3. Would you know if you are taught by God (Jn. 6:45)? Consider, Christ’s teachings: are very humbling to the soul (Job 42:5-6; Isa. 6:5); deeply affect and impress the heart (Hos. 2:14); are sanctifying (Eph. 4:21-23).

C. Use, of exhortation: sinners and saints.

1. Sinners. By “hear” (Acts 3:22) we are to understand obedience, universally (“all things”) and under the penalty of great judgment (“I will require it of him” [cf. also Acts 13:40-41]). Flee from the wrath to come.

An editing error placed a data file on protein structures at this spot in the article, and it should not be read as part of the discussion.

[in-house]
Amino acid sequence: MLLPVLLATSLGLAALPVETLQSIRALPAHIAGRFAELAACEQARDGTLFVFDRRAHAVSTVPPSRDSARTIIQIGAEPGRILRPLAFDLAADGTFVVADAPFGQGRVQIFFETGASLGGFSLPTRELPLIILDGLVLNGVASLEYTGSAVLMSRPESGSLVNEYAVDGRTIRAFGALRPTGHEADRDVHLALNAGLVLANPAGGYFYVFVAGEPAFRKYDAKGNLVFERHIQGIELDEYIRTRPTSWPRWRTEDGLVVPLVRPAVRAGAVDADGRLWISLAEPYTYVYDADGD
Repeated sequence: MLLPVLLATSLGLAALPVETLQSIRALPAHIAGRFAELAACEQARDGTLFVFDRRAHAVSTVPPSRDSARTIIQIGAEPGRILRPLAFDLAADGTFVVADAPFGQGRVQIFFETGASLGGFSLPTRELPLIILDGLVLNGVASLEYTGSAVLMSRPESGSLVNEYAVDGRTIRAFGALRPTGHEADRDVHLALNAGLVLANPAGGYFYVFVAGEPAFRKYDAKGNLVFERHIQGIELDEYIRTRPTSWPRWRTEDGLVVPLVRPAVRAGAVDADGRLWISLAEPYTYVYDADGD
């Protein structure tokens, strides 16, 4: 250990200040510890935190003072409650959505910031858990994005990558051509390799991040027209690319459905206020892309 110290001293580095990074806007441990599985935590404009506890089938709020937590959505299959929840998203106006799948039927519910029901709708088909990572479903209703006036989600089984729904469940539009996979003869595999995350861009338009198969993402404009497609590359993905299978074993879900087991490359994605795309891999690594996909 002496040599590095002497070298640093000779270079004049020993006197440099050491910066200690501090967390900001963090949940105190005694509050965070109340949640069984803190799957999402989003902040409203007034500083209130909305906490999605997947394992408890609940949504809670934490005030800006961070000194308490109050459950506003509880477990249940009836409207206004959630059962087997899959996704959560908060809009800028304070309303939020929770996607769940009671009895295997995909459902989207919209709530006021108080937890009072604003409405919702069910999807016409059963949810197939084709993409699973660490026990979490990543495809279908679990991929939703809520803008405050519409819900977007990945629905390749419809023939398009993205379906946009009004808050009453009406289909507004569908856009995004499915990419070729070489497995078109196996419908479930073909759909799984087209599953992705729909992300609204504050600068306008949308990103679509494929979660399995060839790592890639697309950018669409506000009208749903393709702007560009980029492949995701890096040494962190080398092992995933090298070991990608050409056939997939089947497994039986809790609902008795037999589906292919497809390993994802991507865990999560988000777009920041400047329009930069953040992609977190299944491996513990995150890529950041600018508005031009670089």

2. Saints.

a. Be not strangers to your Bibles; but read them as Christ’s Word to you, with reverence, faith, and love.

b. The weakest Christians need not be discouraged at the dullness and incapacity which they find in themselves, for Christ can easily reveal that to babes which is hidden from the wise and prudent (1 Cor. 1:26-27).

c. From this doctrine we may infer the continual necessity of a standing ministry. Christ is gone into heaven until the time of the restitution of all things, and by His ministers will daily instruct us until the end of the world (Matt. 28:16, 20).